In order to meet the change locally, GTE Hawaiian Tel has implemented a new dialing procedure for inter-island toll calls which became effective on July 1, 1994. Callers have to dial 0 or 1 + 808 and then the seven digit telephone number for operator-assisted, calling card and direct dial calls to the neighbor islands, just as you do today for calls requiring area codes. To familiarize everyone with the change, callers are able to use the new or the current method of dialing until October 31, 1994.

Thereafter, effective November 1, 1994 you must dial the 808 area code or you will get a recording requesting you to dial correctly.

We will continue to update you of any changes on the North American Numbering Plan as we receive more information.

Ralph Yoshioka

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Maui High Performance Computing Center

(Note: Excerpts from the Maui High Performance Computing Center Mosaic Server are included in this article) Substantial activity over a period of less than one year culminated in the Grand Opening of the Maui High Performance Computing Center (MHPCC), located in the Maui Research and Technology Park, on August 19, 1994. During the public dedication ceremonies, Dr. Frank Gilfeather, one of three principal investigators of the project, noted that MHPCC is one of sixteen known supercomputing centers and with the addition of processors this Fall, MHPCC will become one of the top five supercomputing centers in the world. The good news is that the massively parallel computing capabilities of the IBM SP2 are already being used by University of Hawai`i researchers.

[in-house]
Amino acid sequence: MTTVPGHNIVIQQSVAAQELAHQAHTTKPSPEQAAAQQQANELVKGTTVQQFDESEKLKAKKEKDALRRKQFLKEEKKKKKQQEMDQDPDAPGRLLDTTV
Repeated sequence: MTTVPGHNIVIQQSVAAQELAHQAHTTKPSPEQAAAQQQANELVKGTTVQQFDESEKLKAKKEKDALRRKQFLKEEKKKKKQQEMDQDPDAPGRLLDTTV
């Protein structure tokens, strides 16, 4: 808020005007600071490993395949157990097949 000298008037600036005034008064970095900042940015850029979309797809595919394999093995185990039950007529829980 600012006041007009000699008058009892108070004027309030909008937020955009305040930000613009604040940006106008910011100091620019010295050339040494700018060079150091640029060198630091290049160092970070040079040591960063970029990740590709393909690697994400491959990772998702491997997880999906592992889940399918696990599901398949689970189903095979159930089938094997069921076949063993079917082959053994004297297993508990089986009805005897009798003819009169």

In Beginning

In September 1993, the U.S. Air Force's Philips Laboratory awarded a cooperative agreement to a team from the University of New Mexico. This team was led by three principal investigators (Drs. Frank Gilfeather, John Sobolewski and Brian Smith) whose objective was to establish, direct and manage a state-of-the-art high performance computing center on Maui. With approval by the U.S. Senate Armed Forces Appropriations Committee, the agreement is funded by the U.S. Department of Defense (DoD) High Performance Computing Modernization Program. Project partners -- Advanced Network Systems, Carnegie Melon University Imaging Group, Cornell Theory Center, Environmental Research Institute of Michigan, IBM Corporation, Maui Economic Development Board, and SETS Technology Incorporated of Hawai`i - are continuing to contribute to the success of MHPCC . The University of New Mexico is seeking and developing local and national working partnerships in education, research, technology transfer, business and industry. These partnerships will play an important role in MHPCC's future activities.


In addition to providing research and development supercomputing resources for the Air Force and Department of Defense (DoD), MHPCC plans to engage in technology exchange with U.S. industry, establish educational programs in high performance computing, stimulate economic development in Hawai`i, promote research and development in software for scaleable parallel processors, and foster collaboration to address Grand Challenge problems. Approximately half of the center's resources are reserved for DoD use. Educational, academic, other government and commercial work will be able to utilize the remaining resources.